Tuesday, November 23, 2010

Workforce resouces can be invaluable

An educated, skilled workforce from which to draw is important to companies looking to attract and retain the best talent. Proximity to higher education institutions makes a big difference in the location decision, especially when they are clustered in a desirous area where students can enjoy a lower cost of living. It really becomes advantageous to companies when those colleges and universities work together to produce graduates in high demand fields, such as computer science and engineering, and support small business development through incubator programs. State universities in particular are turning out the best workers and often providing incubator space that is a tremendous asset to entrepreneurs and start-up businesses. Learn more in this interview.

Tuesday, November 16, 2010

Follow careful process to evaluate relocation options

Relocating a company involves much more than finding affordable, available real estate for a new location. Companies considering relocation have a lot at stake and should take their time making a decision – whether they ultimately stay or move. Ongoing operating costs have to be considered as well as key employee retention. Following a carefully laid out process will produce the best results.

Get to know each other. Spend time getting to know a community and what it has to offer. Companies should expect to be visited a couple dozen times by community representatives as part of the information gathering and diligence process. This allows both sides to determine if it is a good match.

Compare costs. Communities should be upfront about the cost of doing business and willing to compare them against several other locations if necessary. Typical comparisons include basic bottom-line considerations, such as workers compensation, labor costs, utility rates and unemployment insurance.

Consider key employees. Small-to-medium-sized businesses, especially manufacturers, have key employees they need to be successful. Identifying those key employees and involving them in the relocation process is a big issue. Some companies bring key employees on community visits and site tours to gain their input and buy in.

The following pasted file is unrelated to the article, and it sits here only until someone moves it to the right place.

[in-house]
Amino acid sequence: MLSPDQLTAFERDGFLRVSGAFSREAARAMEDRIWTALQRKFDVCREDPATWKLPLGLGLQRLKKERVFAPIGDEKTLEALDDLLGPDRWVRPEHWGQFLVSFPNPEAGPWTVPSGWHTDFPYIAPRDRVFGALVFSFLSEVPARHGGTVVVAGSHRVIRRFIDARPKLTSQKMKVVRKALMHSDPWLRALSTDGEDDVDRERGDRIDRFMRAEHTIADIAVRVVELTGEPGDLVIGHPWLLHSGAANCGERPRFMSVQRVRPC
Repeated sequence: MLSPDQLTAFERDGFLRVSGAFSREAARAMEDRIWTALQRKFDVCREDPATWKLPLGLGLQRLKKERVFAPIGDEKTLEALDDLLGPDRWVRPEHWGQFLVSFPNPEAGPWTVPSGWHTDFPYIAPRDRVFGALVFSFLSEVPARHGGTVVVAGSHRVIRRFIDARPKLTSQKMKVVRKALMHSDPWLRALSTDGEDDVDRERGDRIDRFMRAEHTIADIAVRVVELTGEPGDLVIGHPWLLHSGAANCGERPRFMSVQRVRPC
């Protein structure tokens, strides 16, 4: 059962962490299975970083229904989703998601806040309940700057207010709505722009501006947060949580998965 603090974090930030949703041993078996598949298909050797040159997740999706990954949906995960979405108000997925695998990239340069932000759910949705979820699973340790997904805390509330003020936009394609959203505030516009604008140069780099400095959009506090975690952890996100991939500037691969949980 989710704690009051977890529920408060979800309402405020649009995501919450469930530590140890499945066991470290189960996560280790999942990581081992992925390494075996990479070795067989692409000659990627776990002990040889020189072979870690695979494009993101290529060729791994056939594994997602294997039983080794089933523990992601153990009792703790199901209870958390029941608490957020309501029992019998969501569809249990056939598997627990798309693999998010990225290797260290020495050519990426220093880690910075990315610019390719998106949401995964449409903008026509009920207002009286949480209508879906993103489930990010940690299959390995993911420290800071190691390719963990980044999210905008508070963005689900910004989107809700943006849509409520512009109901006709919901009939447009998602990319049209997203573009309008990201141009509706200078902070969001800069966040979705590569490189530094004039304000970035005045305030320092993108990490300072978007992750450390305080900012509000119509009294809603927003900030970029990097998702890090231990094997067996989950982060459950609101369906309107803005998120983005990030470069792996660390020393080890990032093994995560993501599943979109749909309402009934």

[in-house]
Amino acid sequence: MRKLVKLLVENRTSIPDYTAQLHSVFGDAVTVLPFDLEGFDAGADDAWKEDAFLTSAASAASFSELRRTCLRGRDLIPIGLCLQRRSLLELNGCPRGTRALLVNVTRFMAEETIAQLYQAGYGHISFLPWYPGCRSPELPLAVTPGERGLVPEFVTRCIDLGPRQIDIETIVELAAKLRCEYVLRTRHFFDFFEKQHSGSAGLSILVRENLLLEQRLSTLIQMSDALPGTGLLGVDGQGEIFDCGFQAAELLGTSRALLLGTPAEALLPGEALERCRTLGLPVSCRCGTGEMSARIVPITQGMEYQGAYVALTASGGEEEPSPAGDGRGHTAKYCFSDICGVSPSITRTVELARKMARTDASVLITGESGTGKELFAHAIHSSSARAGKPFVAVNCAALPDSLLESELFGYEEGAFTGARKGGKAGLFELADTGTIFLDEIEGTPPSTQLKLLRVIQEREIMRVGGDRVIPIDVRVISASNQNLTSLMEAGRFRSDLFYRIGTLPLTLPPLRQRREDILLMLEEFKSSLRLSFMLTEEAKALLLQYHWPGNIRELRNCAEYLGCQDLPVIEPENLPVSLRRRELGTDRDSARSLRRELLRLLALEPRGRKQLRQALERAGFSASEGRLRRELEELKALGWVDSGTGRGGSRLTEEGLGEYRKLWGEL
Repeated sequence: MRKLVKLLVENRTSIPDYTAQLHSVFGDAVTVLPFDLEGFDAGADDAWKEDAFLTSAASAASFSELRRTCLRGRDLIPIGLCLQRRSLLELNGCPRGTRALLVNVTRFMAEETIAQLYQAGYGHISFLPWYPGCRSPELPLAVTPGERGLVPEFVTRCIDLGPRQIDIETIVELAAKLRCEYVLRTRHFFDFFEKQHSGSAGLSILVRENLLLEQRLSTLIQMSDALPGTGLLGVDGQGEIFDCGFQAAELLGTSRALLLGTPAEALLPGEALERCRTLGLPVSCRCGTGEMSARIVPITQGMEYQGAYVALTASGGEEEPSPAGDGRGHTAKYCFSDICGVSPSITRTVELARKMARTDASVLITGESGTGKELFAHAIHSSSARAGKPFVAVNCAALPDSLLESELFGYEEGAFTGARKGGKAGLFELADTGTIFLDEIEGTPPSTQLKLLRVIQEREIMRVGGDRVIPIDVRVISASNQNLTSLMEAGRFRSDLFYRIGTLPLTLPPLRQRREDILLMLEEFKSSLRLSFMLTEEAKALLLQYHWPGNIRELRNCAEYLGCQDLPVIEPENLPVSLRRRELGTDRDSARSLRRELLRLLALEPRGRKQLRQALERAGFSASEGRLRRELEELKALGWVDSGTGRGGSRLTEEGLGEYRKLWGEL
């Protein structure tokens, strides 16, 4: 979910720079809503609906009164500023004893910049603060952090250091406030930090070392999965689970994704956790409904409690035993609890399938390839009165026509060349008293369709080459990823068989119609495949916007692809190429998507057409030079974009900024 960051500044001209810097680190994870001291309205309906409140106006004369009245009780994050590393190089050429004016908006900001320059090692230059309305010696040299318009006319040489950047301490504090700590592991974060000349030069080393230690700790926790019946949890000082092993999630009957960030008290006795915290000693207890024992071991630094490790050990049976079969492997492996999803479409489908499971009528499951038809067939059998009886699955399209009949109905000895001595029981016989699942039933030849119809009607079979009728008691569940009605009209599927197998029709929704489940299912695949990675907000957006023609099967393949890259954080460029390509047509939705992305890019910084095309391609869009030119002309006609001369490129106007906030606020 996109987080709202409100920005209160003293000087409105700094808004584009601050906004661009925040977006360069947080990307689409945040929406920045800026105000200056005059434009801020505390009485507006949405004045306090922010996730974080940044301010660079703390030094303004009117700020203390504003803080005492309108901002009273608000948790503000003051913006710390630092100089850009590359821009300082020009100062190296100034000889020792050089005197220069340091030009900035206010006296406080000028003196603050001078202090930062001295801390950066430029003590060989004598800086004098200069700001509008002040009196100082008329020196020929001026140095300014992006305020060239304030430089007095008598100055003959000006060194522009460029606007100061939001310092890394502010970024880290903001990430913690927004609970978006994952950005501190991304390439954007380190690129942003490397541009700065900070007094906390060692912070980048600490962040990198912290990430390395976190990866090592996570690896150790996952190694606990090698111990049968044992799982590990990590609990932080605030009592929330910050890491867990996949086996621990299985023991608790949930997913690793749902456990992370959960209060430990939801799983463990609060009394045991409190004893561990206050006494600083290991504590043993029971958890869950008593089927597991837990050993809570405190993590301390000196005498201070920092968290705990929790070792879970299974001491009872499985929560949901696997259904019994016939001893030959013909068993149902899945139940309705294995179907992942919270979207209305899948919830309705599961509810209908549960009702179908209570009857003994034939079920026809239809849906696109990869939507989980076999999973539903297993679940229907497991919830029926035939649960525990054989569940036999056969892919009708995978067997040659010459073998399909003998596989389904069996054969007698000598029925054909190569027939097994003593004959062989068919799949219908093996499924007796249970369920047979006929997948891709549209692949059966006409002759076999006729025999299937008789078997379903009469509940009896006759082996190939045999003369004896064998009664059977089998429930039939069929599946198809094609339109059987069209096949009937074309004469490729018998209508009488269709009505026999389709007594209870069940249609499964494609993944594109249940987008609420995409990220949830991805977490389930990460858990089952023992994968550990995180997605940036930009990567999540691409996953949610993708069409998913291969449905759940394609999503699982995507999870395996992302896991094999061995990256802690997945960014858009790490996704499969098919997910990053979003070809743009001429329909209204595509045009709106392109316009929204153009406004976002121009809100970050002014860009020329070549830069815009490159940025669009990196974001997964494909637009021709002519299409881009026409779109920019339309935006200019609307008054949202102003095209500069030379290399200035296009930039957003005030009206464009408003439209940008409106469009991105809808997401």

Friday, November 5, 2010

WSJ: State schools turning out best workers

Corporations and site selection consultants consistently rate workforce considerations of high importance in the relocation and expansion decision. Factors such as availability, cost and training programs are always critical to companies evaluating a location.

Jennifer Merritt, career editor at the Wall Street Journal, explained that recruiters value the work readiness of state school students even above the elite private schools. The WSJ asked the nation’s largest employers which schools produced the most academically prepared students with the most relevant training and best ability to succeed and grow with their companies. Recruiters indicated they found state schools produced the best students and were most eager to forge corporate partnerships, according to Merritt.

The six-month WSJ survey reaffirmed the Inland Northwest’s reputation for having a high-quality, available workforce. The newspaper ranked Washington State University graduates among the Top 25 most sought after by corporate recruiters.

WSU was the only Washington school on the WSJ list. The data is based upon 43,000 hires made by public and private corporations, government agencies and nonprofits over the past years in high-demand areas like engineering, consulting and finance.

WSU has strong business, engineering, and science programs, making its students a good fit for those needs. WSU has four campuses, including its main location in Pullman, Wash. and a large branch in Spokane, with 12 colleges, 200 fields of study and more than 100 majors.

Tuesday, November 2, 2010

Many issues affecting California businesses

In 20-plus years of recruiting companies in California, times have never been worse in that state. Workers compensation costs are skyrocketing again. The state pension fund is not sustainable and in serious trouble. Companies are struggling, especially in the aerospace industry. The situation is really out of control.

That kind of instability is difficult on companies in the best of times. Against the backdrop of broader economic struggles it can be devastating, which has companies considering their options. Watch this interview for more about the California business climate.